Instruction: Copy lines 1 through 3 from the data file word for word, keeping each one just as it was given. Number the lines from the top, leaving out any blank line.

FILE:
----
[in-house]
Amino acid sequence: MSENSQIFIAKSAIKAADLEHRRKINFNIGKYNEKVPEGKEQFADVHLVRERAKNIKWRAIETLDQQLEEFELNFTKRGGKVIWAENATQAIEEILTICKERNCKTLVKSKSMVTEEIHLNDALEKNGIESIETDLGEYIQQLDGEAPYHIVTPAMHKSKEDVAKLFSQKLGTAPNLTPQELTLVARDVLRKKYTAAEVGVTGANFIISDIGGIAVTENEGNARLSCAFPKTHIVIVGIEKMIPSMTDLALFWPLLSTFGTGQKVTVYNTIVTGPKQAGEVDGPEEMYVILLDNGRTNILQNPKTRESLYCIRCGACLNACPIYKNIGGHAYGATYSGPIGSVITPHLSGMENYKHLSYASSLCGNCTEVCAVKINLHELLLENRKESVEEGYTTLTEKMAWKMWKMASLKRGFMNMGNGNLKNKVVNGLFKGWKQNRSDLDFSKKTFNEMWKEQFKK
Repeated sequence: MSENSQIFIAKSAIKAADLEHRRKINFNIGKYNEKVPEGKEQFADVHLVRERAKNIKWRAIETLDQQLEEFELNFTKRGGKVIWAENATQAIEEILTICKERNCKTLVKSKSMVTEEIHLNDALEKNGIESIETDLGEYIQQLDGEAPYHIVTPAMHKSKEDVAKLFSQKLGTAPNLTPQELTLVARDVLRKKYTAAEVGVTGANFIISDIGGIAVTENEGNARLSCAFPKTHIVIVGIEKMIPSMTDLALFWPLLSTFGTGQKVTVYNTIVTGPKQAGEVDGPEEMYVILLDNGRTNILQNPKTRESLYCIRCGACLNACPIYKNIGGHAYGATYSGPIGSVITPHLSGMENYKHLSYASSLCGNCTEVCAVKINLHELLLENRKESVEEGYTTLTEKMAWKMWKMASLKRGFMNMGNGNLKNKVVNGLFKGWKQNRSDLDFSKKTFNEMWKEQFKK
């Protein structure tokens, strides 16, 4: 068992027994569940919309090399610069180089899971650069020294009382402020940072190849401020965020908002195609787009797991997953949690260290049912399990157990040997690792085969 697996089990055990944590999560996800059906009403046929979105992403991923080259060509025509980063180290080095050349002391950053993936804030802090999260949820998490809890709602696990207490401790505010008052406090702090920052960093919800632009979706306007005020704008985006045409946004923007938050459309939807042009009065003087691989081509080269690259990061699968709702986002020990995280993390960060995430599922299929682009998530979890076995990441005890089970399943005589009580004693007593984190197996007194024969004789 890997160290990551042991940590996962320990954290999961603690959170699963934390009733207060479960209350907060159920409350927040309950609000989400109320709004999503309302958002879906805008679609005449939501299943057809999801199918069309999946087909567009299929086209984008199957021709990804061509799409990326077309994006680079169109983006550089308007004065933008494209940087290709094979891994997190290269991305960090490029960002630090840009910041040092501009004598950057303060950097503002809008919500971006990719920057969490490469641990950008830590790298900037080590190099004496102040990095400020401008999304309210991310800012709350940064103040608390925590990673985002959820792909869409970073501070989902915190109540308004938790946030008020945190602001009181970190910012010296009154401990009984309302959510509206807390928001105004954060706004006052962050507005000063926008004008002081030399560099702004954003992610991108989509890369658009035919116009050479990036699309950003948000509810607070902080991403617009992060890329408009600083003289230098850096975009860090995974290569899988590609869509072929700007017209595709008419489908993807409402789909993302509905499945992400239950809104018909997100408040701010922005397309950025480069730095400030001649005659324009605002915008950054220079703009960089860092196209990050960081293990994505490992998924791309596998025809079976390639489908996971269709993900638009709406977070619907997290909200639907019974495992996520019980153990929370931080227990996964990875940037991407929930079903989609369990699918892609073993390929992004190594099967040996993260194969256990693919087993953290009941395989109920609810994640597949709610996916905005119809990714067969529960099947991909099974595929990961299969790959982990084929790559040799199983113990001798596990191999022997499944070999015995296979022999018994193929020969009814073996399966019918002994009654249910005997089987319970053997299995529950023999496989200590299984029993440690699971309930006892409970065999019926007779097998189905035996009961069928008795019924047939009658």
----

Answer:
[in-house]
Amino acid sequence: MSENSQIFIAKSAIKAADLEHRRKINFNIGKYNEKVPEGKEQFADVHLVRERAKNIKWRAIETLDQQLEEFELNFTKRGGKVIWAENATQAIEEILTICKERNCKTLVKSKSMVTEEIHLNDALEKNGIESIETDLGEYIQQLDGEAPYHIVTPAMHKSKEDVAKLFSQKLGTAPNLTPQELTLVARDVLRKKYTAAEVGVTGANFIISDIGGIAVTENEGNARLSCAFPKTHIVIVGIEKMIPSMTDLALFWPLLSTFGTGQKVTVYNTIVTGPKQAGEVDGPEEMYVILLDNGRTNILQNPKTRESLYCIRCGACLNACPIYKNIGGHAYGATYSGPIGSVITPHLSGMENYKHLSYASSLCGNCTEVCAVKINLHELLLENRKESVEEGYTTLTEKMAWKMWKMASLKRGFMNMGNGNLKNKVVNGLFKGWKQNRSDLDFSKKTFNEMWKEQFKK
Repeated sequence: MSENSQIFIAKSAIKAADLEHRRKINFNIGKYNEKVPEGKEQFADVHLVRERAKNIKWRAIETLDQQLEEFELNFTKRGGKVIWAENATQAIEEILTICKERNCKTLVKSKSMVTEEIHLNDALEKNGIESIETDLGEYIQQLDGEAPYHIVTPAMHKSKEDVAKLFSQKLGTAPNLTPQELTLVARDVLRKKYTAAEVGVTGANFIISDIGGIAVTENEGNARLSCAFPKTHIVIVGIEKMIPSMTDLALFWPLLSTFGTGQKVTVYNTIVTGPKQAGEVDGPEEMYVILLDNGRTNILQNPKTRESLYCIRCGACLNACPIYKNIGGHAYGATYSGPIGSVITPHLSGMENYKHLSYASSLCGNCTEVCAVKINLHELLLENRKESVEEGYTTLTEKMAWKMWKMASLKRGFMNMGNGNLKNKVVNGLFKGWKQNRSDLDFSKKTFNEMWKEQFKK